White (Nonfiction) Summary & Study Guide

This Study Guide consists of approximately 37 pages of chapter summaries, quotes, character analysis, themes, and more - everything you need to sharpen your knowledge of White.
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White (Nonfiction) Summary & Study Guide Description

White (Nonfiction) Summary & Study Guide includes comprehensive information and analysis to help you understand the book. This study guide contains the following sections:

This detailed literature summary also contains Topics for Discussion on White (Nonfiction) by Bret Easton Ellis.

The following version of the book was used to create this study guide: Ellis, Brett Easton. White. Knopf, April 16, 2019. Kindle.

Brett Easton Ellis’ non-fiction book White is a scathing lecture of modern culture and the impact of conformity of art and civilization as a whole. Ellis, a highly intelligent artist, fears that the ability to appreciate art in any form is being wiped out by the pressure to make one’s opinions meld to that of society as a whole. Ellis forecasts that the pressure to avoid offending another race or group of people at all costs will eventually lead to the loss of free speech.

Ellis begins his work with a look back at the period of time in which he grew up, a period he refers to as the Empire of America. Ellis remembers how parents did not hover over their children during this period of time but instead allowed children to interact with the world and learn lessons on their own. He particularly notes the horror movies that he watched as a child, teen, and young adult. The lessons he argues that he learned through these movies was that life did not always make sense and was not always fair.

Ellis moves on to a discussion of acting in which he notes how men at the time were staring to be objectified in the same way women had always been. He draws a parallel between the way actors are forced to live a separate life in the public eye and the way the general population is forced to put forth an acceptable form of their life when they appear on social media.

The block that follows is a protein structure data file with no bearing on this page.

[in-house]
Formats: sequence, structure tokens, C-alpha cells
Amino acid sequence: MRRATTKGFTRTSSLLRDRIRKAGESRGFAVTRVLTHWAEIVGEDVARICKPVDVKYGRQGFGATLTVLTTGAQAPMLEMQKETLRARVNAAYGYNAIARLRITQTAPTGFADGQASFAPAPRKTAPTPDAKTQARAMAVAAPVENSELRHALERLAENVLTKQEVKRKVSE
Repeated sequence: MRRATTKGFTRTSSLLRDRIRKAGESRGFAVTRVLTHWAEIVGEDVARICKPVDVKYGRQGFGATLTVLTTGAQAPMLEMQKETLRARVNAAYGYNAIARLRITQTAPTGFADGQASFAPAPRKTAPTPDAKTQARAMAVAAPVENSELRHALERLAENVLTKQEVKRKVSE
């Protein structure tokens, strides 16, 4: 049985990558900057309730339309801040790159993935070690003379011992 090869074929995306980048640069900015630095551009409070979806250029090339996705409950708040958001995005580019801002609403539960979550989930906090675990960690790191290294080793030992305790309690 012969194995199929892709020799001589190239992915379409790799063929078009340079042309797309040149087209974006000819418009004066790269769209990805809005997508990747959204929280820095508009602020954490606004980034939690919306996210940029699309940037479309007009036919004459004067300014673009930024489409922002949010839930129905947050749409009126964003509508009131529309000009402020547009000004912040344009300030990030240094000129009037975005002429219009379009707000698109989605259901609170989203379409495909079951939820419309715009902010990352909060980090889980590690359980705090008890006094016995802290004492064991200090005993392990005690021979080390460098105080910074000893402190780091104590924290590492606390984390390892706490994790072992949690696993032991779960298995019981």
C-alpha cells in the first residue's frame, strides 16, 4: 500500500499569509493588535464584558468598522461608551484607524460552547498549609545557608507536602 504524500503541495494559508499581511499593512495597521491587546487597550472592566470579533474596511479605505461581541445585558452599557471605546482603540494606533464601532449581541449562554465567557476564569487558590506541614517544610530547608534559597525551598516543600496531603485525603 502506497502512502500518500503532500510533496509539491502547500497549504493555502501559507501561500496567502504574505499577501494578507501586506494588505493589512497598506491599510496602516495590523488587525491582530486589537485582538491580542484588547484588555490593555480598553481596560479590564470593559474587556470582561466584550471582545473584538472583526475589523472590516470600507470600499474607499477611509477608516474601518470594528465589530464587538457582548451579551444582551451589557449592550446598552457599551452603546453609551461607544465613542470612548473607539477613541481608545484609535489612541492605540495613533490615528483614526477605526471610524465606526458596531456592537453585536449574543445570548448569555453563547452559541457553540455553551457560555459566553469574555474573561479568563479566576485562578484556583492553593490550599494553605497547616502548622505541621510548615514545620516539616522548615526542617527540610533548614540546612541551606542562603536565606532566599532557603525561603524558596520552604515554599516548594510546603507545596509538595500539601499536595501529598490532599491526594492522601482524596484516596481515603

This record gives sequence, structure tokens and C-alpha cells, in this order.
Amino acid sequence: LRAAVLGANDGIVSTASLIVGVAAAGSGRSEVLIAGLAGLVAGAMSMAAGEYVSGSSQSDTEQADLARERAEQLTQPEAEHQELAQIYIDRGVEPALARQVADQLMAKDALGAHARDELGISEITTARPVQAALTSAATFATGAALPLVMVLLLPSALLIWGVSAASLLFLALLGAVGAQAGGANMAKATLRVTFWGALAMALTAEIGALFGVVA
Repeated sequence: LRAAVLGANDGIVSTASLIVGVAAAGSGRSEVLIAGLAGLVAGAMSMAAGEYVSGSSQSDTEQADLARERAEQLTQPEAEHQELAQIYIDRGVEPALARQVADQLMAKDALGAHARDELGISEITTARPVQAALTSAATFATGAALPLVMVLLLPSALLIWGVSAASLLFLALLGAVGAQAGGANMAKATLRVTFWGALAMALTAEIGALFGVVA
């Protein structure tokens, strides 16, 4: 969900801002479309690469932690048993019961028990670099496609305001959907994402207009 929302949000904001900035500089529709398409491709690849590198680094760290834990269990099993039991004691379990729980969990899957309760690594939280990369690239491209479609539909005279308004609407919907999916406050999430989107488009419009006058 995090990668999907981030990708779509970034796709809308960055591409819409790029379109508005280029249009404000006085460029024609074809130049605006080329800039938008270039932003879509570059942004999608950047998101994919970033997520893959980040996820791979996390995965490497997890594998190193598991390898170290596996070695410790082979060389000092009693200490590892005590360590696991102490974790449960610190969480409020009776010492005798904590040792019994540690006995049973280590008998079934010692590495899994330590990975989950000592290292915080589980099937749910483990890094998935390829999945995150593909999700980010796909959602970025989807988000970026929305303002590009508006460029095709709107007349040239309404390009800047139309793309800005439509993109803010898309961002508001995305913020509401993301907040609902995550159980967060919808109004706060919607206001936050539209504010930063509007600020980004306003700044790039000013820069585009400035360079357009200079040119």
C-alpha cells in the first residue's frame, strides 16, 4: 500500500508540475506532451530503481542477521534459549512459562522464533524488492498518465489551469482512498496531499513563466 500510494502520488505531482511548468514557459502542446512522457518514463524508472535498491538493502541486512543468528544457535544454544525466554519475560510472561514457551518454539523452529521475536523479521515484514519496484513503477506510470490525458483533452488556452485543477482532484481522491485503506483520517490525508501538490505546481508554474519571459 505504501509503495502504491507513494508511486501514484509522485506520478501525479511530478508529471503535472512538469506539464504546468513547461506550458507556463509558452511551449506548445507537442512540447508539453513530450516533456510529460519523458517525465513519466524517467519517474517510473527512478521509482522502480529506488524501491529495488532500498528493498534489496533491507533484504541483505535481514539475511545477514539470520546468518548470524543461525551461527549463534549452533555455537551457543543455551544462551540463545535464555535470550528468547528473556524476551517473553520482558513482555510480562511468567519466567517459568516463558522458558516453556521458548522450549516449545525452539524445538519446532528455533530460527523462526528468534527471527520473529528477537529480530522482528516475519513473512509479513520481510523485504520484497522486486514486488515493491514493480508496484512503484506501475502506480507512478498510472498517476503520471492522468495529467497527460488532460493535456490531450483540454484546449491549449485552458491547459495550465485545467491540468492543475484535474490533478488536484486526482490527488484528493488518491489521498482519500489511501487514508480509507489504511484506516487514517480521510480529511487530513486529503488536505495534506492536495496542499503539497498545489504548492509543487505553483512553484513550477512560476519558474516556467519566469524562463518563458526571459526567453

Ellis spends a good deal of time focused on his novel American Psycho and its main character, Patrick Bateman. Ellis believes that Bateman is a reflection of who he was at the time he was writing the novel, that he, like Bateman, was trying to fit into a culture that he did not understand and did not agree with. He claims the character was born of his own anger and frustration with the obsession with money and things that was popular in the ’80s. Decades later, Ellis believes the book and movie still resonate with people because the themes that he addressed are universal. He argues that “New York in 2016 and beyond was American Psycho on steroids” (277).

Ellis pays particular attention to the September 11, 2001 attack on the World Trade Center, detailing where he was at the time of the attacks as well as his feeling that everything was out of control. It is shortly after these terrorist attacks that the period of time that Ellis labels “post-Empire” begins. Ellis argues the terrorist attacks marked the end of the period of time that America enjoyed its most profitable and influential period.

After the post-Empire period, Ellis believes the era of the corporate culture began. He indicates that this period of time has been marked by the need to conform to an accepted way of thinking about everything from one’s own sexual identity and race to politics and art. Social media is the particular platform on which this need to conform plays out. Ellis describes tweets in which he has been tagged as a troll and a hater simply because he expressed an opposing opinion.

Ellis additionally rages against the political culture in America. He claims that he did not vote for either Hilary Clinton nor Donald Trump but cannot understand why those opposed to Trump cannot come to terms with his behavior. He argues that it was the way the media covered Trump’s campaign, with an inability to play the game by Trump’s rules, that Trump won the election. He criticizes those who disown family members and friends simply because of political affiliation. He ends his book with a story about Trump haters threatening to put Trump’s 11-year-old son in a cage with pedophiles. He wonders if this threat came from a real intent or if it was just the result of childish rage. He suggests that when in this sort of rage, “the first thing you lose is judgment, and then comes common sense. And finally you lose your mind and along with that, your freedom” (261).

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